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Pankaj Arora, Director of Analytics and Customer Insight (Interim), Tesco Bank

As Albert Einstein once said, “I have no special talents. I am only passionately curious.” In fact, I am passionate about unlocking the power of data. This has been the golden thread throughout my professional career. I am fortunate to have spent over 18 years across the globe with market-leading brands in financial services, gaming, retail, automotive, and management consulting. I have always focused on finding a sweet spot between building analytical capability with the right rigor and having the commercial focus to deliver business impact. My educational background in engineering and MBA helped lay a foundation for that.

 

My current role at Tesco Bank is about transforming the end-to-end customer experience using data. In practice, this means developing the best-in-class analytical capability, building high performing teams, and delivering high customer impact through solid ethical solutions. We are one of the first banks in the UK to develop and test machine learning models in credit decisioning. This has traditionally been a territory of rule-based scorecards. We realised that developing strong ML models with a clear deployment route would not be enough to deliver the business case. So, we invested heavily in building model fairness, model explainability, and simulation capability.

 

Before Tesco Bank, my last two jobs have been contrasting, regarding analytical maturity. With PureGym, I built the data function from scratch to fuel their ambitious growth. Whereas, in my prior role with Zeal (market leader in the online lottery in Germany), the challenge was democratising advanced analytics and influencing cultural change towards data.

What stage has your organisation reached on its data maturity journey?

On a scale of chaotic to fully optimised, we are in the middle of the data maturity curve. We have a well-governed data platform actively used for analysis and modelling. However, we still have data trapped in different systems. Trusted and connected data is one of the core pillars of our data strategy.

 

Tell us about the data and analytics resources you are responsible for

I lead the analytics and customer insight function, which consists of about 100 exceptionally talented analytics professionals, covering data science, decision science, data science engineering, and customer insight. The function sits within the customer centre of expertise. A big part of the team is based around our headquarters in Edinburgh, but we hire talent who could live anywhere in the UK. We actively promote diversity (cognitive, gender, ethnicity, education, industry experience, etc) and inclusivity. The team covers different seniority levels, and we have very well-defined job families with clear progression pathways. We also partner with academia and offer summer internships every year.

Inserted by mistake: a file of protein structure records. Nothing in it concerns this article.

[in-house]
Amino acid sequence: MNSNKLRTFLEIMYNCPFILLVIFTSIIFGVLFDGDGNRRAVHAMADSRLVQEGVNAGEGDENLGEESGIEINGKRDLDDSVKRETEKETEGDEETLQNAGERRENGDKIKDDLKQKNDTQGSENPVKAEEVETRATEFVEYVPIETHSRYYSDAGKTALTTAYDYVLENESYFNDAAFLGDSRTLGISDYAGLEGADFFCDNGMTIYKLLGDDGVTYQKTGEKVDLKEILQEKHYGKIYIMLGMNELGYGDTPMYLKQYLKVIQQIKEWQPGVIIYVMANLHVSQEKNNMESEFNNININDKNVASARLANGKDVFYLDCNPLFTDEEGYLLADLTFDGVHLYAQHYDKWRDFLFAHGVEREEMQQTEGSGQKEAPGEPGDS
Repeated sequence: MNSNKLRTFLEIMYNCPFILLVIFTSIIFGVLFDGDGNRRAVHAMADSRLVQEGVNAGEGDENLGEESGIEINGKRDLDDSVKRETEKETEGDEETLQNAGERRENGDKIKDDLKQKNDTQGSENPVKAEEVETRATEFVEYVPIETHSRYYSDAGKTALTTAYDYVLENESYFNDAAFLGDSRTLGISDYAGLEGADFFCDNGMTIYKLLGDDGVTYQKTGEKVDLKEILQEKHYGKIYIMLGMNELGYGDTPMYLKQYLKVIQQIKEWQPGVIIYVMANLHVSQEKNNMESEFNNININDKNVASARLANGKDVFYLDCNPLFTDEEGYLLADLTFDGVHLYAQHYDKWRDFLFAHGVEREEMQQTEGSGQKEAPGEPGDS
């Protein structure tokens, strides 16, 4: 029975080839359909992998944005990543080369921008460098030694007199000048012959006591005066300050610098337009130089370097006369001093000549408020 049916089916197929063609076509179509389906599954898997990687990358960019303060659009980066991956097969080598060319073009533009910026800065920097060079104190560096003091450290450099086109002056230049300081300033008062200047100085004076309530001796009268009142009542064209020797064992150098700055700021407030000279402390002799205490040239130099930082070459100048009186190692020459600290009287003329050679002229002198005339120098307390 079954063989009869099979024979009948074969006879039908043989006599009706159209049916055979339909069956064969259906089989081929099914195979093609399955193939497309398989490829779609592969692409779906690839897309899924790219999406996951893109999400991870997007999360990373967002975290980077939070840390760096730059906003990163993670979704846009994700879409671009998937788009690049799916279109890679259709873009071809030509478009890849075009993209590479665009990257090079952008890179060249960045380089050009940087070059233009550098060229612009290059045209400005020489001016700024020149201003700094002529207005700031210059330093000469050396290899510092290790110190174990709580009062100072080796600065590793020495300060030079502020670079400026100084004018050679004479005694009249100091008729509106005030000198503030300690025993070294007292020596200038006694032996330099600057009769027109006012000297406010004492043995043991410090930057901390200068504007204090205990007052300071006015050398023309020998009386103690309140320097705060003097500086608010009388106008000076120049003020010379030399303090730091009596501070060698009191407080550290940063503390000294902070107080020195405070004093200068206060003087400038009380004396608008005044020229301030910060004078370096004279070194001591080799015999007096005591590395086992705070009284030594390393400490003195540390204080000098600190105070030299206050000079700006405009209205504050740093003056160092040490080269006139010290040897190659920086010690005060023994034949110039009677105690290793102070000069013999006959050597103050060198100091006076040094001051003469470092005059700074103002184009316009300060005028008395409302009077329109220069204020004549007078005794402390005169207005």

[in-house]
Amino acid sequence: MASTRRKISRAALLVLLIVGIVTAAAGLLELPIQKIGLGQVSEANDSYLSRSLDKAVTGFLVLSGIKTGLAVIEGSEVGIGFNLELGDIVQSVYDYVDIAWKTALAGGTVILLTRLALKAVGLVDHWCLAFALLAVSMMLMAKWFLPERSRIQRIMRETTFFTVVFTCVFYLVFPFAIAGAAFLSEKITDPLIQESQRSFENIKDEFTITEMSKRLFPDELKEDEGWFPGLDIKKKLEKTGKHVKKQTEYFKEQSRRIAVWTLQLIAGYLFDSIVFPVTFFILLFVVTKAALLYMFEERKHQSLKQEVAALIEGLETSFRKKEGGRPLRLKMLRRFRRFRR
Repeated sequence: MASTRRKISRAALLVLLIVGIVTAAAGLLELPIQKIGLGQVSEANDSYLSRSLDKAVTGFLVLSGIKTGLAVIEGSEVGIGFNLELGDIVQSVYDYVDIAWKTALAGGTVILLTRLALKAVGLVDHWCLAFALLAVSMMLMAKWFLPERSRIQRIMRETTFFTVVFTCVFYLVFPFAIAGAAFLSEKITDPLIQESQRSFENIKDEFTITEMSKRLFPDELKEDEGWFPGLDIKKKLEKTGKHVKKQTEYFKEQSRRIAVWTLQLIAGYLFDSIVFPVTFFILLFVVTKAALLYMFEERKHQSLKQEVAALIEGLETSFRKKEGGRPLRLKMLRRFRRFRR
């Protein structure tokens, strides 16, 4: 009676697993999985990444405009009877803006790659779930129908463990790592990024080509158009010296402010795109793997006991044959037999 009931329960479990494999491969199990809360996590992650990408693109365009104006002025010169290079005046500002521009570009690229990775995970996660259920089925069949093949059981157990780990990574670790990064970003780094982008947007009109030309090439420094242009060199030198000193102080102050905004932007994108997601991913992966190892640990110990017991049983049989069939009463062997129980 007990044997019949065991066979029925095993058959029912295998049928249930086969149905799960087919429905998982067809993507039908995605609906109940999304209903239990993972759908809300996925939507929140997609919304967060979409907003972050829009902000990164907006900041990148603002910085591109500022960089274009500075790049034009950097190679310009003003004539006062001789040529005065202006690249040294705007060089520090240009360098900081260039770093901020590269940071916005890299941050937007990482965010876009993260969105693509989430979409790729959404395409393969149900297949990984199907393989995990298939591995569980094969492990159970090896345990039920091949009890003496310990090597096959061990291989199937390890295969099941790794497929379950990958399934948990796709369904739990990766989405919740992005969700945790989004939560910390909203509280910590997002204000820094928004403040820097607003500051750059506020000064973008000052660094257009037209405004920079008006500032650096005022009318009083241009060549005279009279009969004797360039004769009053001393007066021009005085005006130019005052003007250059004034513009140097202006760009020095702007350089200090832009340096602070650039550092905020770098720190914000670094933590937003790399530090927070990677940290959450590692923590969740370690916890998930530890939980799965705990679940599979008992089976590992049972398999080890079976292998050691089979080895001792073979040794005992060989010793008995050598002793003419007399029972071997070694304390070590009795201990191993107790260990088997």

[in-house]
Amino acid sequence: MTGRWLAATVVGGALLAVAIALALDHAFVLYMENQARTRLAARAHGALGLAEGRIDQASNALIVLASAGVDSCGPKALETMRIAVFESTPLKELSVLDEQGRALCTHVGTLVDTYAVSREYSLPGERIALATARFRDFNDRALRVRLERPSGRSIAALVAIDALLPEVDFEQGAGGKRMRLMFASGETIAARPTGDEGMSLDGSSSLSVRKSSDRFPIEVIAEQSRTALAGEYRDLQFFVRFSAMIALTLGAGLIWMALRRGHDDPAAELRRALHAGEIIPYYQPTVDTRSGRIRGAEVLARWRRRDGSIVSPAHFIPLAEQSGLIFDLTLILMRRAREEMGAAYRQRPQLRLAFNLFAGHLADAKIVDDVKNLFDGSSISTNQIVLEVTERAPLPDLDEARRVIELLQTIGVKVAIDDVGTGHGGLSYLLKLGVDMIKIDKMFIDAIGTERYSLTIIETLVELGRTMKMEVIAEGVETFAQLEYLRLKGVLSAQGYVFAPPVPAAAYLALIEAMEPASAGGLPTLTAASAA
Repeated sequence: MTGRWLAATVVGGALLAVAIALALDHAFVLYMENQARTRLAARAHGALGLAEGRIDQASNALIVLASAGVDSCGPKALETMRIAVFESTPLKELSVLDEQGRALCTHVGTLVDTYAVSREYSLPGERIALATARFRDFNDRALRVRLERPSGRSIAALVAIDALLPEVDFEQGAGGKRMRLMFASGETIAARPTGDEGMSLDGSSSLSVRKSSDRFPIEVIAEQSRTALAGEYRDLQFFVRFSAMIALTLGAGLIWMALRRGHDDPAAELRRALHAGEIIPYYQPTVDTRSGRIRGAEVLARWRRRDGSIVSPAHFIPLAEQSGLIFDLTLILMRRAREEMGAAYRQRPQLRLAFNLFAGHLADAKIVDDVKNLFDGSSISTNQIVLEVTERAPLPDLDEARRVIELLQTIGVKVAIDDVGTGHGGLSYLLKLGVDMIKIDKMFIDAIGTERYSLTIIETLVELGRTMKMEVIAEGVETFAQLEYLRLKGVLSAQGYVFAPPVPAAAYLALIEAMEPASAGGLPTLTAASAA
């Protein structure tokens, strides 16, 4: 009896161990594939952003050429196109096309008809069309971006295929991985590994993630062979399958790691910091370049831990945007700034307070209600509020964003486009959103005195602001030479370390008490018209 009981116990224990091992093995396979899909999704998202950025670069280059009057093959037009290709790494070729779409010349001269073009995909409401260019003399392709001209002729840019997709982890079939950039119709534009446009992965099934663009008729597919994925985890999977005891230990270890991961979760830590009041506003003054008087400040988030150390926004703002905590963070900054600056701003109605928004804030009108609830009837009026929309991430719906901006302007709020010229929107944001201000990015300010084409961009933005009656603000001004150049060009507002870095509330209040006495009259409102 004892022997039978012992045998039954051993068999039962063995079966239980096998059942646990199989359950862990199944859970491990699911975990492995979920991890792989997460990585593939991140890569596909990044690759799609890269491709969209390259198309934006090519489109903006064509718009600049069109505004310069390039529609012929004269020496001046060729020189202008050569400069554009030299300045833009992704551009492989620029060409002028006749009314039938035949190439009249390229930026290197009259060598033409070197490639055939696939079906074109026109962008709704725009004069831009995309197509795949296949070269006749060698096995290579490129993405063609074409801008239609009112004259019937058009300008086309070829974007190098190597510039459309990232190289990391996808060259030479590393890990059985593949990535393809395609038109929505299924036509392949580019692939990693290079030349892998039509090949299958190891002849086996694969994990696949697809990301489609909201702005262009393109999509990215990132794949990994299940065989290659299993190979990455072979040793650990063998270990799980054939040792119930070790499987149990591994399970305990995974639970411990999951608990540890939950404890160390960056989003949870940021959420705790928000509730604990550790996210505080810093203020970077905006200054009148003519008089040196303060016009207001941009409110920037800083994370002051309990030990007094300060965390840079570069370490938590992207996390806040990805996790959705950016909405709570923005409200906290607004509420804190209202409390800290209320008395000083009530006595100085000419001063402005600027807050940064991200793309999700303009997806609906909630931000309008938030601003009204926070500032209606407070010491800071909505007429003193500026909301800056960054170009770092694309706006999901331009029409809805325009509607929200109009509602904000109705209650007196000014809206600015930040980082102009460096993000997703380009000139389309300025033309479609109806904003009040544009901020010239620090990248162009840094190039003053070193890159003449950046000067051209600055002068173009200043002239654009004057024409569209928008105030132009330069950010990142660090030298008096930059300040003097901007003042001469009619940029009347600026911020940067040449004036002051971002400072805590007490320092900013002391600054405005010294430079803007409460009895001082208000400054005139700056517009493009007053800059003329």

What challenges do you see for data in the year ahead that will have an impact on your organisation and on the industry as a whole?

Finding and retaining talent (especially data science and machine learning operations) has been a critical challenge for us, and I think this will continue in 2023. We focus heavily on career development and invest in training, hackathons, and innovation projects. This helps with retention, but the data market remains relatively buoyant despite the recessionary outlook. Also, the data industry is usually one of the first to come out strongly from a slowdown, so demand will continue to outstrip supply. Another data challenge is to create a cross-industry framework for AI ethics. The key here is to treat data ethics end-to-end instead of as an afterthought.

Have you set out a vision for data? If so, what is it aiming for and does it embrace the whole organisation or just the data function?

Our data strategy focuses on building enterprise-wide capability instead of pockets of expertise around technology, data, and analytics. We believe that vision of data can’t exist in isolation, and it has to be synced perfectly with the business vision. In the end, there should only be one strategy and one plan.

 

Have you been able to fix the data foundations of your organisation, particularly with regard to data quality?

Given we are in the middle stage of the data maturity curve, we are in a good spot regarding data quality. We have a data management framework, and our data platform is well-governed. However, we fully recognise that ensuring data quality will be imperative as we connect more data sources to our central platform.

Pankaj Arora
has been included in:
  • 100 Brands 2020 (EMEA)
  • 100 Brands 2022 (EMEA)
  • 100 Brands 2023 (EMEA)